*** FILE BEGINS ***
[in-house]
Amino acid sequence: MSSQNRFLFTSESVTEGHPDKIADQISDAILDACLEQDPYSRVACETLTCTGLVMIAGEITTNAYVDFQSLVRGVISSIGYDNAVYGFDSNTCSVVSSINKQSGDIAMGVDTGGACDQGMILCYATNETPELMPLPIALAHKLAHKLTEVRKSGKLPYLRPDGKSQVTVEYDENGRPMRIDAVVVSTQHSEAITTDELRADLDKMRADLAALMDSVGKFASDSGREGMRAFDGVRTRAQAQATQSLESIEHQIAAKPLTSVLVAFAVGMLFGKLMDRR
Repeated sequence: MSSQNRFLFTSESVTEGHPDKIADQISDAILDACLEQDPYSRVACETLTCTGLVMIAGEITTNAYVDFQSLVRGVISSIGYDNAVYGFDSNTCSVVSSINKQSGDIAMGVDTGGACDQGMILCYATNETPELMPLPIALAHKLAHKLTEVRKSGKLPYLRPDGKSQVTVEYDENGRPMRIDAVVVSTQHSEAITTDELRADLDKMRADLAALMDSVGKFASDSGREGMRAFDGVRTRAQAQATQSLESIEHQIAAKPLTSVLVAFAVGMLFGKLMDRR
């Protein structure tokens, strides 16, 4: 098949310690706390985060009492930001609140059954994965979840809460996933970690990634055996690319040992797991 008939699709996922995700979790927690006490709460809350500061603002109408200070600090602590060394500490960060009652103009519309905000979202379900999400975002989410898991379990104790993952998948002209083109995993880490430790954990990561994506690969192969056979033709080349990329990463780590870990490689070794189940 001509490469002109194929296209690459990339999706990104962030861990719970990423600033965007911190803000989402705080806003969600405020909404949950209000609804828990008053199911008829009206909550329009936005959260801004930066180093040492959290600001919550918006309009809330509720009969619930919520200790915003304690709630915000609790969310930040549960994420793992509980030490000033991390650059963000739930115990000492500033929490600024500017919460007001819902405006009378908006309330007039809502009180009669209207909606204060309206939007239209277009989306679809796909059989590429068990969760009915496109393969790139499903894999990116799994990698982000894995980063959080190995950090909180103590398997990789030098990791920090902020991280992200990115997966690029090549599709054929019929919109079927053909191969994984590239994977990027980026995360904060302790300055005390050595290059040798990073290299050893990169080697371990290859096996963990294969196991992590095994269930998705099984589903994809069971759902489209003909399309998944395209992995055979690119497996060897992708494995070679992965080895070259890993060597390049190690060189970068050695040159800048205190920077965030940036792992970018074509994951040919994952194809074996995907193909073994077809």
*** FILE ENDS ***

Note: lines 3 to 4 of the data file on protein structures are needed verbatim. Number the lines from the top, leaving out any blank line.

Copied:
Repeated sequence: MSSQNRFLFTSESVTEGHPDKIADQISDAILDACLEQDPYSRVACETLTCTGLVMIAGEITTNAYVDFQSLVRGVISSIGYDNAVYGFDSNTCSVVSSINKQSGDIAMGVDTGGACDQGMILCYATNETPELMPLPIALAHKLAHKLTEVRKSGKLPYLRPDGKSQVTVEYDENGRPMRIDAVVVSTQHSEAITTDELRADLDKMRADLAALMDSVGKFASDSGREGMRAFDGVRTRAQAQATQSLESIEHQIAAKPLTSVLVAFAVGMLFGKLMDRR
């Protein structure tokens, strides 16, 4: 098949310690706390985060009492930001609140059954994965979840809460996933970690990634055996690319040992797991 008939699709996922995700979790927690006490709460809350500061603002109408200070600090602590060394500490960060009652103009519309905000979202379900999400975002989410898991379990104790993952998948002209083109995993880490430790954990990561994506690969192969056979033709080349990329990463780590870990490689070794189940 001509490469002109194929296209690459990339999706990104962030861990719970990423600033965007911190803000989402705080806003969600405020909404949950209000609804828990008053199911008829009206909550329009936005959260801004930066180093040492959290600001919550918006309009809330509720009969619930919520200790915003304690709630915000609790969310930040549960994420793992509980030490000033991390650059963000739930115990000492500033929490600024500017919460007001819902405006009378908006309330007039809502009180009669209207909606204060309206939007239209277009989306679809796909059989590429068990969760009915496109393969790139499903894999990116799994990698982000894995980063959080190995950090909180103590398997990789030098990791920090902020991280992200990115997966690029090549599709054929019929919109079927053909191969994984590239994977990027980026995360904060302790300055005390050595290059040798990073290299050893990169080697371990290859096996963990294969196991992590095994269930998705099984589903994809069971759902489209003909399309998944395209992995055979690119497996060897992708494995070679992965080895070259890993060597390049190690060189970068050695040159800048205190920077965030940036792992970018074509994951040919994952194809074996995907193909073994077809």